Comparative Political Systems: Policy Performance and Social Change

By Charles F. Andrain | Go to book overview
Save to active project


Chapter 1
Dharam Ghai and Cynthia Hewitt de Alcántara, "The Crisis of the 1980s in SubSaharan Africa, Latin America, and the Caribbean: Economic Impact, Social Change and Political Implications," Development and Change 21 ( July 1990): 389-426.
Robert A. Dahl, After the Revolution? Authority in a Good Society, rev. ed. ( New Haven, CT: Yale University Press, 1990). 80. See also Robert A. Dahl, "Why Free Markets Are Not Enough," Journal of Democracy 3 ( July 1992): 82-89.
Immanuel Wallerstein, "Capitalist Markets: Theory and Reality," Social Science Information 30 ( September 1991): 371.
James Petras, "Global Transformations and the Future of Socialism in Latin America," New Political Science, nos. 18-19 (Winter 1990): 181-93. See also Haldun Gülap, "The State and Democracy in Underdeveloped Capitalist Formations," Studies in Political Economy, no. 32 (Summer 1990):145-66.
See Robert A. Dahl, "Governments and Political Oppositions," in Handbook of Political Science, vol. 3, ed. Fred I. Greenstein and Nelson W. Polsby ( Reading, MA: Addison-Wesley, 1975), 118-22; Robert A. Dahl, Democracy and Its Critics ( New Haven, CT: Yale University Press, 1989).
According to Joseph A. Schumpeter, Capitalism, Socialism and Democracy, 3d ed. ( New York: Harper and Row, 1950), 269, "The democratic method is that institutional arrangement for arriving at political decisions in which individuals acquire the power to decide by means of a competitive struggle for the people's vote." For a critique of Schumpter's formulation about the interaction between capitalism and democracy, see David Beetham, "Four Theorems about the Market and Democracy," European Journal of Political Research 23 ( February 1993): 187-201.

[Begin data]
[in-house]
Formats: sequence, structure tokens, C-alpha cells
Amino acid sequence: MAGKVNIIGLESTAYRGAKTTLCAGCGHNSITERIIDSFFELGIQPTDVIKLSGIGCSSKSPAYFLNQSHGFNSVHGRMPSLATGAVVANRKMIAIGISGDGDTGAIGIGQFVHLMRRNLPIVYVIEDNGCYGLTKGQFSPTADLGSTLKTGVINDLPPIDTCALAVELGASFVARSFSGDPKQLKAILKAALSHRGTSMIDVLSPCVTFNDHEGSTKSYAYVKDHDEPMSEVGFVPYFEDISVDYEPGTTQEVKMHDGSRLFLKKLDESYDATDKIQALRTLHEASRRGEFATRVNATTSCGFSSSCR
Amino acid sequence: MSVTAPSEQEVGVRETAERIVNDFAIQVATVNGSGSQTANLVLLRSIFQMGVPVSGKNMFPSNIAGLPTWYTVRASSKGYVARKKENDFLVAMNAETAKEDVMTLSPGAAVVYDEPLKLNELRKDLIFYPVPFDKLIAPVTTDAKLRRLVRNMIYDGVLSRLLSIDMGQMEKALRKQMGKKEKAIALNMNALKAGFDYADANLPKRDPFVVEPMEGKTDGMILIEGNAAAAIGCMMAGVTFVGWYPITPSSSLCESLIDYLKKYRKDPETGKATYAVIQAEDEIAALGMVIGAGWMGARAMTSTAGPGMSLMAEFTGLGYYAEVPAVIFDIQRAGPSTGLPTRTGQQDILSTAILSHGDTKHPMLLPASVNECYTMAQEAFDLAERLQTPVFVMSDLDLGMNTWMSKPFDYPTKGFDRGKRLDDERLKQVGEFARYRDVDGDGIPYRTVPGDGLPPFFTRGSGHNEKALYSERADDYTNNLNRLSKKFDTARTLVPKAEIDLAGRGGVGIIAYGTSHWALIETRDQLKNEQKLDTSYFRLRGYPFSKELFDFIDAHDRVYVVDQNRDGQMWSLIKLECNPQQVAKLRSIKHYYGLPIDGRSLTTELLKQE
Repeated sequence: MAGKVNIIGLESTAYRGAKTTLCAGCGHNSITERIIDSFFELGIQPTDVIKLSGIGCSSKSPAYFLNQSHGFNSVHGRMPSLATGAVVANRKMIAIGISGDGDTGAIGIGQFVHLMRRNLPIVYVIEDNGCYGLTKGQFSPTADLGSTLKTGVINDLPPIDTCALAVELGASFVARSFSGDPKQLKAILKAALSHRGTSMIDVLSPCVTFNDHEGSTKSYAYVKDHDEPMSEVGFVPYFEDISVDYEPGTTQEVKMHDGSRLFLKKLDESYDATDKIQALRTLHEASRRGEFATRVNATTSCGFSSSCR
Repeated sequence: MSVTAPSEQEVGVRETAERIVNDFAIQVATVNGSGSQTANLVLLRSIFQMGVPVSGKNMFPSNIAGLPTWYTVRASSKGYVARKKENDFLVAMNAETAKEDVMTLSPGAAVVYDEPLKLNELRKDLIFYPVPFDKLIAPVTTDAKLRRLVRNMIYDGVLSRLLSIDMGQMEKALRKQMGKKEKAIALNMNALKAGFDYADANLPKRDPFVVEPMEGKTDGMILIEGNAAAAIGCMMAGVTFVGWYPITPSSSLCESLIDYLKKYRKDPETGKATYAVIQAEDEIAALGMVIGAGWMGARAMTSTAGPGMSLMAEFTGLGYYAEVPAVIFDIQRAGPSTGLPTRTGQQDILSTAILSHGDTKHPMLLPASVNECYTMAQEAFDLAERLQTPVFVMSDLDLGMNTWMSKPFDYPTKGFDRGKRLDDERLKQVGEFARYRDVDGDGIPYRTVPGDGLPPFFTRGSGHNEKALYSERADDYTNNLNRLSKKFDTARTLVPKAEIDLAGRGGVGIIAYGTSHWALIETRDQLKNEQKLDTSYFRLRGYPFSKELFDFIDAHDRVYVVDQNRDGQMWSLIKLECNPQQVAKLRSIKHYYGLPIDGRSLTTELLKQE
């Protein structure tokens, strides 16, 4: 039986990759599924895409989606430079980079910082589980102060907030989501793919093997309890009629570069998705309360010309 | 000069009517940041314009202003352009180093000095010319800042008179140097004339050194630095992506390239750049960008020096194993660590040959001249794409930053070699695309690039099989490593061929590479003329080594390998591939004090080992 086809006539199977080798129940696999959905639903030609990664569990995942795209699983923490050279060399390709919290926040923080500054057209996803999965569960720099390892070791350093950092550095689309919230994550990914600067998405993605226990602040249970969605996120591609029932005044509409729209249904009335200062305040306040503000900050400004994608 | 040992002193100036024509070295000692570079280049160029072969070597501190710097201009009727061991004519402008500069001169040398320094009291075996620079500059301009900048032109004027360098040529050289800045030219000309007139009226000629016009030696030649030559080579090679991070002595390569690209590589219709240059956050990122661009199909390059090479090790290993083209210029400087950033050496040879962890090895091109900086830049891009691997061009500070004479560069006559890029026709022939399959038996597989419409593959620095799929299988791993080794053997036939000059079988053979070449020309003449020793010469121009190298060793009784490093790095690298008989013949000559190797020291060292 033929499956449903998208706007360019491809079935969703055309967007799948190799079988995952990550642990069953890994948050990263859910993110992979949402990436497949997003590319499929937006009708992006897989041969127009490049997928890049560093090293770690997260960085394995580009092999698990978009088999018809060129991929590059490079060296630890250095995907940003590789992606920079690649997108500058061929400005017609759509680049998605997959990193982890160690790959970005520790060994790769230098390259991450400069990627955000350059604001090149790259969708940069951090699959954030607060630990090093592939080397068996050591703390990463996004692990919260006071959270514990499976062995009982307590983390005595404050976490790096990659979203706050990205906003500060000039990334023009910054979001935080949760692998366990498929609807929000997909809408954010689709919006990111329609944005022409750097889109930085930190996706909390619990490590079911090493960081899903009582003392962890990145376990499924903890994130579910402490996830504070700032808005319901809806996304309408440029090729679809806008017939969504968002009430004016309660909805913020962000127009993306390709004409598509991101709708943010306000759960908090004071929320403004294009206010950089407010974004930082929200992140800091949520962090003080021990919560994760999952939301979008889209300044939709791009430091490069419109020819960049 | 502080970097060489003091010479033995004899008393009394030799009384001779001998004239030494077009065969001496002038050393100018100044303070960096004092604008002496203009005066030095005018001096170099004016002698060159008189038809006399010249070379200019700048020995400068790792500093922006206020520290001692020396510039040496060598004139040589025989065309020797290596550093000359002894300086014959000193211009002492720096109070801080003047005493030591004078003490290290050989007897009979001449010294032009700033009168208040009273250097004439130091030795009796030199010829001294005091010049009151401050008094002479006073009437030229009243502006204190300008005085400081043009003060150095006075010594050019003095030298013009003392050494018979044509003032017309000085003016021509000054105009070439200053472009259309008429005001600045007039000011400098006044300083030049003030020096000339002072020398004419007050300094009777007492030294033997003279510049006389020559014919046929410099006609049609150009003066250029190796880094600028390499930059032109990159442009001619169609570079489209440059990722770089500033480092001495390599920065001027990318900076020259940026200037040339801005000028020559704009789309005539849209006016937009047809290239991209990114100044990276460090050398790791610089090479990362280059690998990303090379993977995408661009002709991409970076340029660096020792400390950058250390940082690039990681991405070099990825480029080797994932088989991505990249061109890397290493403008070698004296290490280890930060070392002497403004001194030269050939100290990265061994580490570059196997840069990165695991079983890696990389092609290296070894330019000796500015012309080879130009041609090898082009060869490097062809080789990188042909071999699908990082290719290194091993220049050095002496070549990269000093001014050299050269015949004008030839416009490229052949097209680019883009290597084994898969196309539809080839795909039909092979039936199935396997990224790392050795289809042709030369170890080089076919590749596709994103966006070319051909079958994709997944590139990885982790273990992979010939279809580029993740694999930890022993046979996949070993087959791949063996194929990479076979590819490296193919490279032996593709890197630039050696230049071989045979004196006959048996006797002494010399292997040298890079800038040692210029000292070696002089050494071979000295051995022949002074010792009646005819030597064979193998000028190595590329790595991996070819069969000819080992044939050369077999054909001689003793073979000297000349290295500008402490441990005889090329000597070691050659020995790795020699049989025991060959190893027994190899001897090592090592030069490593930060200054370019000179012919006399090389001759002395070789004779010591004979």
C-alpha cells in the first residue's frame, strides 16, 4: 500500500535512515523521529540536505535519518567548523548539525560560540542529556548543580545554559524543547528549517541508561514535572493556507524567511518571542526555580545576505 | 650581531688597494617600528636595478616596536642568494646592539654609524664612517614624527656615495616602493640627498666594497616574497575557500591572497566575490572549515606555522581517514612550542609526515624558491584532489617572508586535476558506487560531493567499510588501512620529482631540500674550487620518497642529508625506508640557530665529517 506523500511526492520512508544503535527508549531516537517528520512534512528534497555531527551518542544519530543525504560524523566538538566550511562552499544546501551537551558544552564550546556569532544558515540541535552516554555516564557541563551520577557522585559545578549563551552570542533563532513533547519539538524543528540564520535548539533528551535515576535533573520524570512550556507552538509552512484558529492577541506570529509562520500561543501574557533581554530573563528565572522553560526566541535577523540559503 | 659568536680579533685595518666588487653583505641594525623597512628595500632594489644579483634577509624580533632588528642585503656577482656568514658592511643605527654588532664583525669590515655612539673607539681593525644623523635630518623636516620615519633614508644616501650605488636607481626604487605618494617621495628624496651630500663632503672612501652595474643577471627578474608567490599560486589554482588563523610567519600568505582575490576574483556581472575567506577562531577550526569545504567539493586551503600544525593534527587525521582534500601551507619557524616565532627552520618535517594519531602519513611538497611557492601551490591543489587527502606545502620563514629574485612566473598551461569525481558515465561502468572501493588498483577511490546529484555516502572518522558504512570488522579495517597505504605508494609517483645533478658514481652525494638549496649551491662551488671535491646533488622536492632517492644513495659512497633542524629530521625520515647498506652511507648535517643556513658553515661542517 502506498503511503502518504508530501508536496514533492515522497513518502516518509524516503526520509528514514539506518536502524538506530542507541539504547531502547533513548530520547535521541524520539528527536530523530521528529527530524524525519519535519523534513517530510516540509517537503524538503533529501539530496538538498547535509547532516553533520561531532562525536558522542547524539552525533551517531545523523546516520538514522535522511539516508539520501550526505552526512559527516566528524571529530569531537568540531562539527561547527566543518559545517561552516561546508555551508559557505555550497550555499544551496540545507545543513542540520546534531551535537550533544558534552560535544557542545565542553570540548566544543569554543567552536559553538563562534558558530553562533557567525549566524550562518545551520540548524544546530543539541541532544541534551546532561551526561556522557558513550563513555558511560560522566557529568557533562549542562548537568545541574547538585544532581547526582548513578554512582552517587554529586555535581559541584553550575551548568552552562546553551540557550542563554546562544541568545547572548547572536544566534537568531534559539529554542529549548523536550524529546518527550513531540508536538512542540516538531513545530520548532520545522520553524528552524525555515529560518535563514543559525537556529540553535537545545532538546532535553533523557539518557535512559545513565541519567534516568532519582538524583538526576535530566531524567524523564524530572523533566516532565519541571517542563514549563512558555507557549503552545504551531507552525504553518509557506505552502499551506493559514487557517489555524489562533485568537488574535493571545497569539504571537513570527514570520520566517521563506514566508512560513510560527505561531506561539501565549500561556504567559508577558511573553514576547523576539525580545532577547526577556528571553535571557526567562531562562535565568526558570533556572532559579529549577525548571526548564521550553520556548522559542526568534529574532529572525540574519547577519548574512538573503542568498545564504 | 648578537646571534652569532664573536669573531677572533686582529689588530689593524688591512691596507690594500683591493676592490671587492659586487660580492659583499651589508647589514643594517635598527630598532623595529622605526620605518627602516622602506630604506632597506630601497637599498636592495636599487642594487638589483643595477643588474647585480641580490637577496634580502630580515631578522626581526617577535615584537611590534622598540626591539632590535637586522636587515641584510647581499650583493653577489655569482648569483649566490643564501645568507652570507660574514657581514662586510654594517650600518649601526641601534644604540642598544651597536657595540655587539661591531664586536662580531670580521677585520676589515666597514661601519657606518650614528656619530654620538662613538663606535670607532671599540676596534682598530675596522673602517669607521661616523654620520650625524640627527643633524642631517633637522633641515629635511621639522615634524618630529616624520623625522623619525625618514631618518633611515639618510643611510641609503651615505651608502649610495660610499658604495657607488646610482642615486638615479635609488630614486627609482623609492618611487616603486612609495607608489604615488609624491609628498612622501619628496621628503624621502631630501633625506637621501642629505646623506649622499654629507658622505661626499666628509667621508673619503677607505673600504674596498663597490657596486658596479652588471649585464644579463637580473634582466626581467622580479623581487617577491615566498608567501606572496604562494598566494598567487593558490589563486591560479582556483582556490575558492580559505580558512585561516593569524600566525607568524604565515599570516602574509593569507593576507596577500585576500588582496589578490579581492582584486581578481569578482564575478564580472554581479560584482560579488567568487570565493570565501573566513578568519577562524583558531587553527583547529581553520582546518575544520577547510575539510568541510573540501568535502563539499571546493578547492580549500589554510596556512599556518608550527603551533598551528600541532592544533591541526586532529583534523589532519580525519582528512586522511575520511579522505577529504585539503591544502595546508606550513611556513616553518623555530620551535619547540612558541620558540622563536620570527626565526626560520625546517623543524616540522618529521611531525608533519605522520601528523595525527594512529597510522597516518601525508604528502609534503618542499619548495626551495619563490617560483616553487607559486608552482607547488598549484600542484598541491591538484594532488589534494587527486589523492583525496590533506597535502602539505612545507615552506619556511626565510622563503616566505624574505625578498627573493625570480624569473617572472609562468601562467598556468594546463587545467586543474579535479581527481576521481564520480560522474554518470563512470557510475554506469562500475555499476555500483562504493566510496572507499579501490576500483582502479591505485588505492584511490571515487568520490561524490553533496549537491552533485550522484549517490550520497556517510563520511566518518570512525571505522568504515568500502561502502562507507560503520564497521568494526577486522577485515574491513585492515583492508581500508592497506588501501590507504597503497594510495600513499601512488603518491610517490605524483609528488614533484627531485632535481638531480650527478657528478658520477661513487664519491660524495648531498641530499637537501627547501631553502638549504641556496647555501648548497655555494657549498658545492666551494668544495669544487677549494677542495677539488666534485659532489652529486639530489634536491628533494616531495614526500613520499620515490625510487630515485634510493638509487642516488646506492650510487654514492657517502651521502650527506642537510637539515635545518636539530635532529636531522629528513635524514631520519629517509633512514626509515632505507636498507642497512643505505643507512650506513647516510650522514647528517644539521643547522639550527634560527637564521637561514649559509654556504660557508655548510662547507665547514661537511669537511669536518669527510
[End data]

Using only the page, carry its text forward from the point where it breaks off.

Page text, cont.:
Charles E. Lindblom, Democracy and Market System ( Oslo: Norwegian University Press, 1988), 116-18; Dahl, After the Revolution?45-79, 131-32.
Elizabeth Anderson, "The Ethical Limitations of the Market," Economics and Philosophy 6 ( October 1990): 179-205; John R. Bowman, "Competition and the Microfoundations. of the Capitalist Economy: Towards the Redefinition of Homo Economicus," Politics and Society 18 ( June 1990): 233-42.
Ralph Miliband, "Socialism in Question," Monthly Review 42 ( March 1991): 16- 24; Wlodzimierz Brus, "The Compatibility of Planning and Market Reconsidered," Studies in Comparative Communism 23 (Autumn/Winter 1990): 341-48.


Notes for this page

Add a new note
If you are trying to select text to create highlights or citations, remember that you must now click or tap on the first word, and then click or tap on the last word.
Loading One moment ...
Project items
Cite this page

Cited page

Citations are available only to our active members.
Sign up now to cite pages or passages in MLA, APA and Chicago citation styles.

Cited page

Bookmark this page
Comparative Political Systems: Policy Performance and Social Change


Text size Smaller Larger
Search within

Search within this book

Look up

Look up a word

  • Dictionary
  • Thesaurus
Please submit a word or phrase above.
Print this page

Print this page

Why can't I print more than one page at a time?

While we understand printed pages are helpful to our users, this limitation is necessary to help protect our publishers' copyrighted material and prevent its unlawful distribution. We are sorry for any inconvenience.
Full screen
/ 244

matching results for page

Cited passage

Citations are available only to our active members.
Sign up now to cite pages or passages in MLA, APA and Chicago citation styles.

Cited passage

Welcome to the new Questia Reader

The Questia Reader has been updated to provide you with an even better online reading experience.  It is now 100% Responsive, which means you can read our books and articles on any sized device you wish.  All of your favorite tools like notes, highlights, and citations are still here, but the way you select text has been updated to be easier to use, especially on touchscreen devices.  Here's how:

1. Click or tap the first word you want to select.
2. Click or tap the last word you want to select.

OK, got it!

Thanks for trying Questia!

Please continue trying out our research tools, but please note, full functionality is available only to our active members.

Your work will be lost once you leave this Web page.

For full access in an ad-free environment, sign up now for a FREE, 1-day trial.

Already a member? Log in now.

Are you sure you want to delete this highlight?